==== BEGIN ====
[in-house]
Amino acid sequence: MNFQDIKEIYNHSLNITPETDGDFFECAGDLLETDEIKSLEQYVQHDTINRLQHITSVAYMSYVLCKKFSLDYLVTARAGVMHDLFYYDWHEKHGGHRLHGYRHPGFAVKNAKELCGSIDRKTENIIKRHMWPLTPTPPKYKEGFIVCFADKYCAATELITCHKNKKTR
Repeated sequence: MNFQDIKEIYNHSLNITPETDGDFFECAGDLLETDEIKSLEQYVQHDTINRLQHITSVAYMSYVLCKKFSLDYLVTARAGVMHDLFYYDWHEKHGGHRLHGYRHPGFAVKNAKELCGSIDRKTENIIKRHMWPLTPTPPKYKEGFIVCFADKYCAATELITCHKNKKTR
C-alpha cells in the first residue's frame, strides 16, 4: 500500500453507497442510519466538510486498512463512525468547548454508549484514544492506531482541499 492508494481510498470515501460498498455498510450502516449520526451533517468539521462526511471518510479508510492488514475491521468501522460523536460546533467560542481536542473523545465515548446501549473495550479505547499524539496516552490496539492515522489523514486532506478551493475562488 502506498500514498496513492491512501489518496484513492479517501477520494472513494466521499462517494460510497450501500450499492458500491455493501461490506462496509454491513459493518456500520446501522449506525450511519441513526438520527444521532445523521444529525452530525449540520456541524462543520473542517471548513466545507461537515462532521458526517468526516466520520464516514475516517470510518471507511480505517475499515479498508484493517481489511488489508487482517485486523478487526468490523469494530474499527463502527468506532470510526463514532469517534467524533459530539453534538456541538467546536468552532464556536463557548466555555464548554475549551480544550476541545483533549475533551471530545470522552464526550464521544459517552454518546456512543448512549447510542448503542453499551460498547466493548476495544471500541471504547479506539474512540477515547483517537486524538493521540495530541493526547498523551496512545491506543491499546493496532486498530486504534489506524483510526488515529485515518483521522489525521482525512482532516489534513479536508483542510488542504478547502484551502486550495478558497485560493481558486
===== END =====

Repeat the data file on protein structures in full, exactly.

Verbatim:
[in-house]
Amino acid sequence: MNFQDIKEIYNHSLNITPETDGDFFECAGDLLETDEIKSLEQYVQHDTINRLQHITSVAYMSYVLCKKFSLDYLVTARAGVMHDLFYYDWHEKHGGHRLHGYRHPGFAVKNAKELCGSIDRKTENIIKRHMWPLTPTPPKYKEGFIVCFADKYCAATELITCHKNKKTR
Repeated sequence: MNFQDIKEIYNHSLNITPETDGDFFECAGDLLETDEIKSLEQYVQHDTINRLQHITSVAYMSYVLCKKFSLDYLVTARAGVMHDLFYYDWHEKHGGHRLHGYRHPGFAVKNAKELCGSIDRKTENIIKRHMWPLTPTPPKYKEGFIVCFADKYCAATELITCHKNKKTR
C-alpha cells in the first residue's frame, strides 16, 4: 500500500453507497442510519466538510486498512463512525468547548454508549484514544492506531482541499 492508494481510498470515501460498498455498510450502516449520526451533517468539521462526511471518510479508510492488514475491521468501522460523536460546533467560542481536542473523545465515548446501549473495550479505547499524539496516552490496539492515522489523514486532506478551493475562488 502506498500514498496513492491512501489518496484513492479517501477520494472513494466521499462517494460510497450501500450499492458500491455493501461490506462496509454491513459493518456500520446501522449506525450511519441513526438520527444521532445523521444529525452530525449540520456541524462543520473542517471548513466545507461537515462532521458526517468526516466520520464516514475516517470510518471507511480505517475499515479498508484493517481489511488489508487482517485486523478487526468490523469494530474499527463502527468506532470510526463514532469517534467524533459530539453534538456541538467546536468552532464556536463557548466555555464548554475549551480544550476541545483533549475533551471530545470522552464526550464521544459517552454518546456512543448512549447510542448503542453499551460498547466493548476495544471500541471504547479506539474512540477515547483517537486524538493521540495530541493526547498523551496512545491506543491499546493496532486498530486504534489506524483510526488515529485515518483521522489525521482525512482532516489534513479536508483542510488542504478547502484551502486550495478558497485560493481558486